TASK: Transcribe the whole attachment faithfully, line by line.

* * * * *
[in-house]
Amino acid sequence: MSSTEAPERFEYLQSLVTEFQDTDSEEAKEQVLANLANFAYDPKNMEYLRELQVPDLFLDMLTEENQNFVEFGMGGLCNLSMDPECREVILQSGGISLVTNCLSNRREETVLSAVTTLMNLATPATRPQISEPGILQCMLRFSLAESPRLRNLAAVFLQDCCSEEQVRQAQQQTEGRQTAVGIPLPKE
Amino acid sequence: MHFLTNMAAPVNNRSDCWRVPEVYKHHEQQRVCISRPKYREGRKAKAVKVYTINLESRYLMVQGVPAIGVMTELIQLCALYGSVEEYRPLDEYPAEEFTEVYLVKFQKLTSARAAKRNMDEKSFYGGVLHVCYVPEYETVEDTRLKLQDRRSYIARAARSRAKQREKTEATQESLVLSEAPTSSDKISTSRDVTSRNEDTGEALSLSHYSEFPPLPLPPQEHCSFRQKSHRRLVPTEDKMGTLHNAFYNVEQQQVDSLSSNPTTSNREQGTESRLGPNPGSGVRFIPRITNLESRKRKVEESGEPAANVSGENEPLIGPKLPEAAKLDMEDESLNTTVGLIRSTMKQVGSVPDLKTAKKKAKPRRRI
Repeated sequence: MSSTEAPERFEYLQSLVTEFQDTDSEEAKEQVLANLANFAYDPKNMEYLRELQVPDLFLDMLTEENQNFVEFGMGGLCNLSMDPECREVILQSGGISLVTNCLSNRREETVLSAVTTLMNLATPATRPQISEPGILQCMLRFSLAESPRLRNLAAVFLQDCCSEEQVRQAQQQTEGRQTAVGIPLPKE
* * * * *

[in-house]
Amino acid sequence: MSSTEAPERFEYLQSLVTEFQDTDSEEAKEQVLANLANFAYDPKNMEYLRELQVPDLFLDMLTEENQNFVEFGMGGLCNLSMDPECREVILQSGGISLVTNCLSNRREETVLSAVTTLMNLATPATRPQISEPGILQCMLRFSLAESPRLRNLAAVFLQDCCSEEQVRQAQQQTEGRQTAVGIPLPKE
Amino acid sequence: MHFLTNMAAPVNNRSDCWRVPEVYKHHEQQRVCISRPKYREGRKAKAVKVYTINLESRYLMVQGVPAIGVMTELIQLCALYGSVEEYRPLDEYPAEEFTEVYLVKFQKLTSARAAKRNMDEKSFYGGVLHVCYVPEYETVEDTRLKLQDRRSYIARAARSRAKQREKTEATQESLVLSEAPTSSDKISTSRDVTSRNEDTGEALSLSHYSEFPPLPLPPQEHCSFRQKSHRRLVPTEDKMGTLHNAFYNVEQQQVDSLSSNPTTSNREQGTESRLGPNPGSGVRFIPRITNLESRKRKVEESGEPAANVSGENEPLIGPKLPEAAKLDMEDESLNTTVGLIRSTMKQVGSVPDLKTAKKKAKPRRRI
Repeated sequence: MSSTEAPERFEYLQSLVTEFQDTDSEEAKEQVLANLANFAYDPKNMEYLRELQVPDLFLDMLTEENQNFVEFGMGGLCNLSMDPECREVILQSGGISLVTNCLSNRREETVLSAVTTLMNLATPATRPQISEPGILQCMLRFSLAESPRLRNLAAVFLQDCCSEEQVRQAQQQTEGRQTAVGIPLPKE